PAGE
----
This special photo campaign is a collaboration between McGill's Law Needs Feminism Because Chapter and Healthy Legal Minds : Juristes en santé. The campaign aims to draw attention to the issue of access to mental health and wellness (or lack thereof) as a law student or lawyer. Unlike in past years, it will not be photographing faces — instead, it will be capturing hands representing a connection to mental health. Photography by Ana Lucía Lobos.
When the Feminist Legal Forum hosts its annual round tables, law students of diverse backgrounds, interests and experiences have the chance to talk about many of the ways that law and feminism intersect. Often, the conversation will turn to the ways that the legal profession, and the law more generally, doesn’t always leave room for feminist-focused conversations about equality. Time and again, students will comment that it can be easy to feel like you’re the only one asking these important questions, and in turn, like sometimes you shouldn’t be. Every round table leaves participants feeling reaffirmed in their passions and emboldened in their shared experiences. Many students come away from these discussions with a renewed sense of their supportive and active feminist community at Robson Hall. This campaign was intended to bring this conversation to a wider audience, and so it did! Students, faculty and staff alike took the opportunity to answer the question, “why does law need feminism?” Here’s what they said. This photo campaign was run by Robson Hall's Feminist Legal Forum, with photography and graphic design by Ingrid Ruiz.
Cette séance photo a été organisée par Lydia Amazouz du Comité Femmes et droit de la Faculté de droit de l'Université de Montréal. Les photographes on été prises par Dominic Racine et la conception graphique à été faite par Alicia Tremblay.
The Osgoode Feminist Collective, formerly the Osgoode Women’s Caucus, is an organization of Osgoode Hall Law School students committed to promoting inclusion, dialogue, engagement, and collaboration bringing attention to feminist issues and building a feminist community on and off campus. We express our mission through a commitment to principles of intersectionality and anti-oppression, including our acceptance and affirmation of multiple feminisms and feminist voices. The Osgoode Feminist Collective organized their photoshoot on February 13, 2018, and the portraits were released a few weeks later. Many thanks to Professor Sonia Lawrence and the following individuals who made this photo campaign possible: photographer, Dina Sinan; graphic designer, Rayaz Khan; and organizer, Christie McLeod.
This year, Dalhousie’s portraits come from three locations. Katherine Nakaska brought her talents to the Dalhousie Legal Aid Service on January 31 and the Dalhousie University Schulich School of Law on February 6 to capture the bulk of the photos. With the coordination and support of lawyers Jenn Taylor and Sheree Conlon, law clerk Ria Guidone captured the remaining photos of legal professionals at a local firm, Stewart McKelvey.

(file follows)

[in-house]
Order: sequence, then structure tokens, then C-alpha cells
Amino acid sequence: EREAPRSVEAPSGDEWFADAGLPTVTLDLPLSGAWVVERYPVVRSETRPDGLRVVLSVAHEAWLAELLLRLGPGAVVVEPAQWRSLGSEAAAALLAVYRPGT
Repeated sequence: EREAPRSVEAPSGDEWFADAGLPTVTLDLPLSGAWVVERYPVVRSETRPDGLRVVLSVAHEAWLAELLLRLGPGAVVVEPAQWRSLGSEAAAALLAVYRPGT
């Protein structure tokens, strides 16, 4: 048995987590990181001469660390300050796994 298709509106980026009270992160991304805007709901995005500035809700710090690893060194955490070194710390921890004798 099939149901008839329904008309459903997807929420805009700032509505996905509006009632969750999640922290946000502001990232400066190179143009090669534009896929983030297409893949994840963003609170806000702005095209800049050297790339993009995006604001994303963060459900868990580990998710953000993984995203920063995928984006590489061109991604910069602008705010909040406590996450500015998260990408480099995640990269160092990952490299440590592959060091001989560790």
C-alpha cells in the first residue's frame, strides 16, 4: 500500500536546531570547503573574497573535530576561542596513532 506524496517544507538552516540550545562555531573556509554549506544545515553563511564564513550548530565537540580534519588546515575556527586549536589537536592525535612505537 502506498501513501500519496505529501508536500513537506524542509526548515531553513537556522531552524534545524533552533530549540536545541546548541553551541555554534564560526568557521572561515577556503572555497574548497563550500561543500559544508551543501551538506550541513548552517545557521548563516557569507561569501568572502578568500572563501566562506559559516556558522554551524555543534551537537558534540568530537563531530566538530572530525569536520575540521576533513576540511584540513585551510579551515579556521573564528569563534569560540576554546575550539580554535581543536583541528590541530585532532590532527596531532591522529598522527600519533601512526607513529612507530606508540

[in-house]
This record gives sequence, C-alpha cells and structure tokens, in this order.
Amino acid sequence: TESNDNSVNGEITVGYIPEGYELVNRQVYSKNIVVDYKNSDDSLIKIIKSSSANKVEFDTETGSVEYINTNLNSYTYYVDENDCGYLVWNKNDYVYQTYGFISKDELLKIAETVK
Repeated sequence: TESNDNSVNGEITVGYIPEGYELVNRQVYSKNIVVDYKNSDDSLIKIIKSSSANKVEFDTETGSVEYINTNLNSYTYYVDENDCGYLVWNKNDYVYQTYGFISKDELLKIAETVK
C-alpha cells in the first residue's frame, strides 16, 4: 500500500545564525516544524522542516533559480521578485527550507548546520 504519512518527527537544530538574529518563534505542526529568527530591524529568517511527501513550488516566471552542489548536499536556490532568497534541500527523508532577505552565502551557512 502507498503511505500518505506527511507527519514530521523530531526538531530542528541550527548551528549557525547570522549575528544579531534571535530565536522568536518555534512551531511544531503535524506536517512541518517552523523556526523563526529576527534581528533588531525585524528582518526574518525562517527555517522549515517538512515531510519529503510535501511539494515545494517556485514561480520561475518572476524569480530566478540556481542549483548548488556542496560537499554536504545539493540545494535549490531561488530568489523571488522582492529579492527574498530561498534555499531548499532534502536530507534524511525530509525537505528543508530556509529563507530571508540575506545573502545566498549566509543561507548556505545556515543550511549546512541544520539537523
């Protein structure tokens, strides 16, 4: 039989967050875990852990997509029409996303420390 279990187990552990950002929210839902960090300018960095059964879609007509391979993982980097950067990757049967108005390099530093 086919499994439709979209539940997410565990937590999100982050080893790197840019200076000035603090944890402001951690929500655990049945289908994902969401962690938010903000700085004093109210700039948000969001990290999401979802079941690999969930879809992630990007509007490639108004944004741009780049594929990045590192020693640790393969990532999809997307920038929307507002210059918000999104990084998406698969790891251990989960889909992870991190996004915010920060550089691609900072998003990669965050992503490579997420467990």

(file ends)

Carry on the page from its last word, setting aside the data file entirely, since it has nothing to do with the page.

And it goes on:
Members of the Edmonton legal community came together in January 2018 to participate in the #LawNeedsFeminismBecause campaign at the University of Alberta Faculty of Law. These portraits tell their stories. Photographer: Jessica Handjiev, Joyful Emotion Photography Organizer: Grace Cleveland
Windsor Law is proud to display 94 unique portraits and messages from feminists in the Windsor community. Law students, professors, and practitioners all came together to tell us why they feel law needs feminism. The responses inspired us, made us laugh, and reminded us of the unity in the movement towards gender equality, no matter how the participants defined feminism for themselves. We are proud to share these perspectives with all of you. Photography by Angela Zhu and graphic design by Paris Wildman-Sisk. Both Angela and Paris are Windsor law students.
In March 2017, 11 students from the Paralegal, Law Clerk, and Court and Tribunal Administration programs at Seneca College joined the #LawNeedsFeminismBecause campaign with a photo shoot organized by members of the Legal Studies Students Association (LSSA). As aspiring legal professionals, we were all very excited to add our voices to this vibrant and challenging conversation. Photography and graphic design by fellow student, Erin Riley (fotographer.ca). Organized by Nao Hoshi & Abby Haennel.
Dalhousie held several photoshoots to curate this beautiful gallery of portraits. During the first afternoon shoot, they managed to get 37 portraits. In the same week, the group organized to take photos in a board room at Stewart McKelvey. Some people even wanted group photos, which the group encouraged as they wanted everyone to feel comfortable engaging with the project. There was widespread consensus about how great this initiative is, as it forces those involved to think about why law needs feminism, which is a useful and interesting exercise. They look forward to doing it again – and bigger and better – next year! Thanks to Melanie Anderson for organizing, Justin Abrioux for the photography and graphic design, Dalhousie Feminist Legal Association for sponsoring, Schulich Law Communications Team for promoting and also Jenn Taylor for taking some photos at at Stewart McKelvey.